Kenya president lays foundation stone for Chinese built university tower
2014/51/01

NAIROBI, Aug. 26 (Xinhua) -- Kenyan President Uhuru Kenyatta on Tuesday laid the foundation stone for a University of Nairobi tower that is being developed by China Wuyi Co. Ltd.

Kenyatta underscored the role of academia to foster socioeconomic progress, harmonious coexistence and innovations.

"Universities have striven to supply government, commerce and industry, regional and international bodies with outstanding talent," Kenyatta said.

The 22-story building, which costs 313 million U.S. dollars, will accommodate lecture halls, administrative offices and conference facilities. It will be named Manu Chandaria University of Nairobi towers after completion.

Wuyi construction firm won the tender to develop the university of Nairobi towers through a competitive bidding process. The architectural marvel has been financed through public private partnership.

Kenyatta said the government will foster an intellectual culture to catalyze the country's renewal. He noted universities are centers of innovation and entrepreneurship that will accelerate attainment of vision 2030.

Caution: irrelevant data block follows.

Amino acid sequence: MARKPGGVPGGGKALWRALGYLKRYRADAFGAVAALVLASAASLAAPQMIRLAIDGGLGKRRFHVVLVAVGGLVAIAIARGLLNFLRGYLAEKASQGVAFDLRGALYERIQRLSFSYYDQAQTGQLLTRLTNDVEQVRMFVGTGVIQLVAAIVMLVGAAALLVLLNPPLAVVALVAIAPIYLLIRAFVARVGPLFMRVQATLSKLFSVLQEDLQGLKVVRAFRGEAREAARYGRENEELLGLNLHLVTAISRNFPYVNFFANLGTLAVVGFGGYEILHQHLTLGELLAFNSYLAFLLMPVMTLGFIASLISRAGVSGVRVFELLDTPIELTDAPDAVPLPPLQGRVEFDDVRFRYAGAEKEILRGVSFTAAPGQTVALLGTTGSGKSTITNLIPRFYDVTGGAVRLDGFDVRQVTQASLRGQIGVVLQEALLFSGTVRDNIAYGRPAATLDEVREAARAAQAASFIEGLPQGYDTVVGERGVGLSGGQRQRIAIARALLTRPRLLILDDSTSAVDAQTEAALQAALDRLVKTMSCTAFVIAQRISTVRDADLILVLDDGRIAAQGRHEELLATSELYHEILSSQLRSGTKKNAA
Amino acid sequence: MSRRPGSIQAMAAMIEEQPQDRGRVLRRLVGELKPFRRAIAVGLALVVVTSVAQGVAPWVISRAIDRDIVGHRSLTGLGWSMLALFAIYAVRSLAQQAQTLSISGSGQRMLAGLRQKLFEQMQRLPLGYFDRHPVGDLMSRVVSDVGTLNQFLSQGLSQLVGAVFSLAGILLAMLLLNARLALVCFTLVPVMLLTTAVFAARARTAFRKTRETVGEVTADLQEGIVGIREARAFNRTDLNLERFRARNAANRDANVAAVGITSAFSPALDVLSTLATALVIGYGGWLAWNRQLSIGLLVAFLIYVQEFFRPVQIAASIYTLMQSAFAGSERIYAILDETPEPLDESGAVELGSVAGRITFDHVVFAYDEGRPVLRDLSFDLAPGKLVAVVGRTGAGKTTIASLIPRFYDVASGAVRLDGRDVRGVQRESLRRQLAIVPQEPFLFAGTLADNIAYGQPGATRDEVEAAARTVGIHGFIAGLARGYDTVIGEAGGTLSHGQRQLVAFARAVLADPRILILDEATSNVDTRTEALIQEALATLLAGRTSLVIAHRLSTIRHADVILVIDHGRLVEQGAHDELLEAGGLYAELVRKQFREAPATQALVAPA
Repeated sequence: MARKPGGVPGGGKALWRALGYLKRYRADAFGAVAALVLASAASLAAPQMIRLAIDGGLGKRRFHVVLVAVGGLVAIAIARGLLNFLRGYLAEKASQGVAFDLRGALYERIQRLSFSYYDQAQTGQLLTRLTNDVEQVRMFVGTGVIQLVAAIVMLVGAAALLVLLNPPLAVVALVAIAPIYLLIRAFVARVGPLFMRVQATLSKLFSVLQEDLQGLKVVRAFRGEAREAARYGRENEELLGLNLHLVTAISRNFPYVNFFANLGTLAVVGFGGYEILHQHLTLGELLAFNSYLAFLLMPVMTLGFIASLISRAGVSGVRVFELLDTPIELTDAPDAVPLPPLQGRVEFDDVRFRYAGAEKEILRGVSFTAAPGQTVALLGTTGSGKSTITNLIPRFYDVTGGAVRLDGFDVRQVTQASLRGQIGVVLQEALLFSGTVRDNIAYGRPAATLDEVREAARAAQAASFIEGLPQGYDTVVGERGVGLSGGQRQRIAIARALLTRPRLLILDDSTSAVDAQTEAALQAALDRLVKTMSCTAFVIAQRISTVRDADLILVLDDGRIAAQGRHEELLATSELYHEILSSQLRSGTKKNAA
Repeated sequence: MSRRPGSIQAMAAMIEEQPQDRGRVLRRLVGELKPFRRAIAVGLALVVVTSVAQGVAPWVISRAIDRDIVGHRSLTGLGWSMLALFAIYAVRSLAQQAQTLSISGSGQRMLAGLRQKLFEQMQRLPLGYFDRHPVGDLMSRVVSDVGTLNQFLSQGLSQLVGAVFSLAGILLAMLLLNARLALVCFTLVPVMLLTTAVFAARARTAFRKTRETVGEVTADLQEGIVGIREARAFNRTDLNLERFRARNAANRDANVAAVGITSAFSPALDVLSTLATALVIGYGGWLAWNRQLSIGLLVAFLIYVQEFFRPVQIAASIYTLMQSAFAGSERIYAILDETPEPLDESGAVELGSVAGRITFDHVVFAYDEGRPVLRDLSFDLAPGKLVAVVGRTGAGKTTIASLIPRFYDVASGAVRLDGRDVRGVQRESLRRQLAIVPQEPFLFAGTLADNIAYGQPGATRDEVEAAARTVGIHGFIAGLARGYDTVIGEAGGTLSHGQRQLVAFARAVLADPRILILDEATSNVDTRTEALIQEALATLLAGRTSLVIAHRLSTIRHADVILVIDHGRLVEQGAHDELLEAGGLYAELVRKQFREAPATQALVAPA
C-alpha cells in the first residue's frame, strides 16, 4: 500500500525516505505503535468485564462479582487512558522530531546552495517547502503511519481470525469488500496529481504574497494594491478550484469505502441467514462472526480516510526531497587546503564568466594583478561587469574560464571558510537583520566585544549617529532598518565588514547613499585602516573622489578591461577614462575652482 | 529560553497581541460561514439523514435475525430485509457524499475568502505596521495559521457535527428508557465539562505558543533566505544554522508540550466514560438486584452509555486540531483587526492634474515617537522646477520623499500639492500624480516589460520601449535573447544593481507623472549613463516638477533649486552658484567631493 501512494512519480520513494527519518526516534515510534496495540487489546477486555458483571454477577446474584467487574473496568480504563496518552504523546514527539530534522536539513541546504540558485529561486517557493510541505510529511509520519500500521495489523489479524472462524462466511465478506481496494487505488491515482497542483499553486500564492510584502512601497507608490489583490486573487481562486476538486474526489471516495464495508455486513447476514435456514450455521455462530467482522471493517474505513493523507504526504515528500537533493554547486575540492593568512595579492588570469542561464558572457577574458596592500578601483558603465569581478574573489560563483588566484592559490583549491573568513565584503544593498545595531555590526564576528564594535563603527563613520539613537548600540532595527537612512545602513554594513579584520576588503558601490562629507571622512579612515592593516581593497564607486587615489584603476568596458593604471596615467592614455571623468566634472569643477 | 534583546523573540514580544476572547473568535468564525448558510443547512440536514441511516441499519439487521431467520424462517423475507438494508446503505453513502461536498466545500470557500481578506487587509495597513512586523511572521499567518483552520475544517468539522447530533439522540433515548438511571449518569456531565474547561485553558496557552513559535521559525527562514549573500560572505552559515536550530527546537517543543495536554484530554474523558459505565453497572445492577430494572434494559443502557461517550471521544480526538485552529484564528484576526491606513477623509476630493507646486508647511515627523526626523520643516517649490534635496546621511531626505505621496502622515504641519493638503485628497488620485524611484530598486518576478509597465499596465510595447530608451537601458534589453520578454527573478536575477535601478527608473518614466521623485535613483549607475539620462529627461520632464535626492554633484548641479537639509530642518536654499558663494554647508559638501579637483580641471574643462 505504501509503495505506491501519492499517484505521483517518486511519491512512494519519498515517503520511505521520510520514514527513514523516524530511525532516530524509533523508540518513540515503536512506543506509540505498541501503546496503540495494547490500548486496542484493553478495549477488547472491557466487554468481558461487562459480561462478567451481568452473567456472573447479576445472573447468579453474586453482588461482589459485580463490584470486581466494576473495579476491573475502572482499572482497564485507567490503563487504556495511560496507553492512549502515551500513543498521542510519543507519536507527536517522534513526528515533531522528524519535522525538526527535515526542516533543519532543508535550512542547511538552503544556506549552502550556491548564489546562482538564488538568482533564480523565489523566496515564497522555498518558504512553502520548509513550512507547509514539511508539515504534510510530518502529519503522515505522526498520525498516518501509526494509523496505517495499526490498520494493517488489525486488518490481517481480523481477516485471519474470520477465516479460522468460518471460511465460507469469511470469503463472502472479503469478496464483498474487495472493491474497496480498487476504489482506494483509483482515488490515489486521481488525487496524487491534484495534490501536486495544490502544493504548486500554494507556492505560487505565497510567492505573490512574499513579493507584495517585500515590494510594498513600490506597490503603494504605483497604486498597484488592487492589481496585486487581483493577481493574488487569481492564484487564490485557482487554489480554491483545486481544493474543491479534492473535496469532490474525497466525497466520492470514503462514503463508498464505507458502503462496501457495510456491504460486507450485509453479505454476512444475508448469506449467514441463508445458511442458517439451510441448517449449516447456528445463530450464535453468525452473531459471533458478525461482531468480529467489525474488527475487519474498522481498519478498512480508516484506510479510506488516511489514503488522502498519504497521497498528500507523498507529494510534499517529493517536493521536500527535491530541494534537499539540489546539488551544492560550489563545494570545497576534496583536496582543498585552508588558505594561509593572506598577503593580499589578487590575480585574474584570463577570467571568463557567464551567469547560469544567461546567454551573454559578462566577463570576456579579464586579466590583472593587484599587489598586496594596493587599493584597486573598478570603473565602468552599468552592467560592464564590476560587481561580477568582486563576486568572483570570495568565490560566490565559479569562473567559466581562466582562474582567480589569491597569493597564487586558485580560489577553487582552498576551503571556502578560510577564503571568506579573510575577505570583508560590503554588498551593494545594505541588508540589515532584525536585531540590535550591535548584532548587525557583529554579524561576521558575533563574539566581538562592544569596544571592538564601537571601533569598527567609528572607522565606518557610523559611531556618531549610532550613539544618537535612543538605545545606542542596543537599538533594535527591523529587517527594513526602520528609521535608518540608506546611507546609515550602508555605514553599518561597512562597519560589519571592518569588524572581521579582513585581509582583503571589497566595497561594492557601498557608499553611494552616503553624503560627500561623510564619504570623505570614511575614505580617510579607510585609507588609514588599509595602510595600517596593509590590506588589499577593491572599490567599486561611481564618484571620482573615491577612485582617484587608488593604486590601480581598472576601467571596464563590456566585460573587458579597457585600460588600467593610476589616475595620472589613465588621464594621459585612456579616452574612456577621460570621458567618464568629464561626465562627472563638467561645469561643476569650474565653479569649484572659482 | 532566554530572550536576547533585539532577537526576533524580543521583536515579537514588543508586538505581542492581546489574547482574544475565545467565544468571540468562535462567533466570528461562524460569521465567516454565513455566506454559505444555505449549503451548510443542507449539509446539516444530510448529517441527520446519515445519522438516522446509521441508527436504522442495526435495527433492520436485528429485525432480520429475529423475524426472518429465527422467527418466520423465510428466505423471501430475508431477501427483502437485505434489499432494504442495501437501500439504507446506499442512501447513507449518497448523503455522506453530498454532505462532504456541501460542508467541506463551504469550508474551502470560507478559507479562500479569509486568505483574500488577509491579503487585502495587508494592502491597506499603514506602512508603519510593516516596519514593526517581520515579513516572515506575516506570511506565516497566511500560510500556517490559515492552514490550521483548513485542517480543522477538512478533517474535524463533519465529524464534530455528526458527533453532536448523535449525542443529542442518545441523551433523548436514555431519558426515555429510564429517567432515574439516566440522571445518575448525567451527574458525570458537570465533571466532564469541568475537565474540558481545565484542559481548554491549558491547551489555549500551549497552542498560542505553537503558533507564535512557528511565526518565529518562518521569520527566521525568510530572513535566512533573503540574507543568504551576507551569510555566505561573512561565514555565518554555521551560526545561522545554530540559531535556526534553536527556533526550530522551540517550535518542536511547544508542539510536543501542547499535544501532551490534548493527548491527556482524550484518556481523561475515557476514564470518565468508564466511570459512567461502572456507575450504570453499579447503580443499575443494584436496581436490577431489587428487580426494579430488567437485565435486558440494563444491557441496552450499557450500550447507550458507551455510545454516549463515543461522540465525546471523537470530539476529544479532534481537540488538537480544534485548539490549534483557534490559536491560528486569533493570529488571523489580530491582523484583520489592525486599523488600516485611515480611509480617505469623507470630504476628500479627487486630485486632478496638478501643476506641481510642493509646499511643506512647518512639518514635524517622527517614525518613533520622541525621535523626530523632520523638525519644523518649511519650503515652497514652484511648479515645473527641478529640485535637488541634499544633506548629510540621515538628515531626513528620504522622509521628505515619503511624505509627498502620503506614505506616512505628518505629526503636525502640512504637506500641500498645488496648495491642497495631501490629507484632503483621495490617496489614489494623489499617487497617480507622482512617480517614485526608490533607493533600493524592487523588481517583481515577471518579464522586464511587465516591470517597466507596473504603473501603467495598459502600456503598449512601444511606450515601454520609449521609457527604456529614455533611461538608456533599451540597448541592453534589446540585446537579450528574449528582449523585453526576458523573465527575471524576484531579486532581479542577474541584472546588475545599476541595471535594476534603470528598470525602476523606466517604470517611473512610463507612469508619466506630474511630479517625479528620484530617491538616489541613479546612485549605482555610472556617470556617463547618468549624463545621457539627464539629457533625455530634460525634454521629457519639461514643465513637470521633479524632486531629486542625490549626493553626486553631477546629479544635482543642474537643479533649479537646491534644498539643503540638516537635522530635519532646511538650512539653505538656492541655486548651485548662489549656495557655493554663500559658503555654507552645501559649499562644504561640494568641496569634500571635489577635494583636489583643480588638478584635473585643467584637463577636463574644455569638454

"Our universities realign with a transformative roadmap that focus on creating a strong cadre of professionals who will lead Kenya's trade and industry, entrepreneurship, service, research, innovation and public service," the president said.

The University of Nairobi tower is a Vision 2030 flagship project to promote academic vibrancy, technological progress and innovations.

Kenyatta said the government will partner with philanthropies to support growth of higher education in the country. He urged captains of industry to set up endowments to promote scholarly work.

"Endowments give an extra sense of stability to institutions of higher learning that have long relied on public grants. My government will partner with these benefactors to initiate projects that promote access to learning," Kenyatta told university administrators.

Deputy President William Ruto said the government plans to construct 60 extra technical colleges -- at least one in every constituency -- to ensure adequate technical skills for the country's labor market.

Ruto said universities and middle colleges are necessary to provide a balanced workforce to drive the economy.

"Elevation of some middle level colleges to constituent colleges of universities and later to fully fledged universities created knowledge gaps that need to be filled," he said.

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